Following a Painter’s Path
Georgia on our minds...again.
A few years ago on International Women Day, we shared “The Legend of the Ranch” and how GhostRanch got its namesake. Ranchero real ones will already know that GhostRanch is named for the place in New Mexico where Georgia O’Keeffe spent a lot of her life painting.
As creative storytellers, we’ve written and discussed a lot about the art of journaling, sketching and looking back through old books for inspiration. Why not do the same with our icons? Digging back into Georgia’s life, there are so many fun details about the various ways in which she was creative—a collection of color swatches, old bones she found when wandering the desert. Even the letters between her and lover/photographer Alfred Stieglitz are a fascinating glimpse into the way she saw the world and relationships.
It’s one thing to visit the art museum where a painter’s works are held. It is another to retrace their steps to understand more wholly the spirit of a creative icon.
“It's not enough to be nice in life. You've got to have nerve.”
While O’Keeffe is widely known for her desert scene depictions and luscious-colored florals, her first work to capture public attention was entirely black and white—a collection of charcoal works. After graduating college in Chicago and moving to New York City, she was inspired by Arthur Wesley Dow to go beyond the restrictive lines of traditional European style art. He encouraged students to interpret things in a more abstract, suggestive way. Like cubism used geometry to build a piece, she used elements from the natural world. These charcoal works created an opportunity for her public gallery. It would also catch the eye of the photographer and artist who would later become her life partner, Alfred Stieglitz.
It’s no secret we design-minded love Pantone’s color of the year (and the lady behind it, Leatrice Eisman). O’Keeffe was also dedicated to color as a fluid, evolving aspect of her art. She recalls: “The color used for the paintings had little to do with what I had seen — the color grew as I painted.” On her New Mexico wanderings, she would also create color cards to add to her ever-growing collection. Like paint swatches, when she found the perfect hue to match the sand or a desert flower, she’d “record” it in her color card book.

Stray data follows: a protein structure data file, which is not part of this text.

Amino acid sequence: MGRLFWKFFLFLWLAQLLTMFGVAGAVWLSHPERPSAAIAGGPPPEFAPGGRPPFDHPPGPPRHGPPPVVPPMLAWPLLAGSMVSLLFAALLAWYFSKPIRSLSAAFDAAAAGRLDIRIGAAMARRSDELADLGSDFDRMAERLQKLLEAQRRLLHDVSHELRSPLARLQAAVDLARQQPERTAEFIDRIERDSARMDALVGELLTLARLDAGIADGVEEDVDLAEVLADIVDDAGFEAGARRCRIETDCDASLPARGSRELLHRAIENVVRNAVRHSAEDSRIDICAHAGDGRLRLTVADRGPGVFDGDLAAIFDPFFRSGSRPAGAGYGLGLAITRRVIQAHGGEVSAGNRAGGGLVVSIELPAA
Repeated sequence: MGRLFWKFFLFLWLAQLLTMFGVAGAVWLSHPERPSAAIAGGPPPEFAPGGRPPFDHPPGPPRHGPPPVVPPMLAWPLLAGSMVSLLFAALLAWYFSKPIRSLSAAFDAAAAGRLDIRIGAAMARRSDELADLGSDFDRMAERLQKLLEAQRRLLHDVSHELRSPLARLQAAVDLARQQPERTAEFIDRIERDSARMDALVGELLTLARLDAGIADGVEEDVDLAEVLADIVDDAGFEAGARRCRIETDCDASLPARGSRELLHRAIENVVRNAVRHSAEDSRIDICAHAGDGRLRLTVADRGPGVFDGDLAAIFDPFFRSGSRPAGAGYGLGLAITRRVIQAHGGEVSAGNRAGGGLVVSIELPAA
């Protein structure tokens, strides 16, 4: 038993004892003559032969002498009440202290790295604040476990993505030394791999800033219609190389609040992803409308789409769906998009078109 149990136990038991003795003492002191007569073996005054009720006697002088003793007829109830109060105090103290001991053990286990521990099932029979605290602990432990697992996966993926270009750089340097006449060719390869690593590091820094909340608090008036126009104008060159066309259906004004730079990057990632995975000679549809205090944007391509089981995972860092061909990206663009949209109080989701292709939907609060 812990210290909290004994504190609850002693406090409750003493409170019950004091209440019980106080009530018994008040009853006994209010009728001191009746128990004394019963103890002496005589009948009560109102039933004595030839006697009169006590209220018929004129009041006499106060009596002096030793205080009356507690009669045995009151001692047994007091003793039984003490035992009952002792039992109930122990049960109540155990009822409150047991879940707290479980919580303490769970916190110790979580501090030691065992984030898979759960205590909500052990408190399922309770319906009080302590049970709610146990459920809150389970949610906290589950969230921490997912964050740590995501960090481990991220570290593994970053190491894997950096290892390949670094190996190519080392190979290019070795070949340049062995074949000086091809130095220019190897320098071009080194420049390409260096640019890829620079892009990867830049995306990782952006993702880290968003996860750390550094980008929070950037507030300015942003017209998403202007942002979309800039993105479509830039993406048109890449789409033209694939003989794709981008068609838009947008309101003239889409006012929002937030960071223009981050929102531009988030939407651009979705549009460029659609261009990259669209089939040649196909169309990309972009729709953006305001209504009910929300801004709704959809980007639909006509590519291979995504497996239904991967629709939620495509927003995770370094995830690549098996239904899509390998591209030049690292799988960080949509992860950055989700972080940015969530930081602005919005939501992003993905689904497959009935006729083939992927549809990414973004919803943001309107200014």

Discussing childhood memories in Sun Prairie, Wisconsin, O’Keeffe remembers “The color of the dust was bright in the sunlight. It looked so soft I wanted to get down into it quickly. It was warm, full of smooth little ridges made by buggy wheels. I was sitting in it, enjoying it very much — probably eating it.” Harvard Art Museum now houses her original jars of pigment from which she would mix colors.
When you think of the early 1900s time period O’Keeffe lived in, it was pretty wild for woman to take herself solo (sometimes Stieglitz joined her) into the desert to wander and create something of her own accord. From her world travels, to New York City, to Santa Fe—there are traces of “The Mother of American Modernism” everywhere, all adding to a story.
Now, who wants to start a book club with Georgia O’Keeffe: Art and Letters? Once everyone is vaccinated, we’re all headed to Ghost Ranch to follow her literal footsteps.
Whose are you following?
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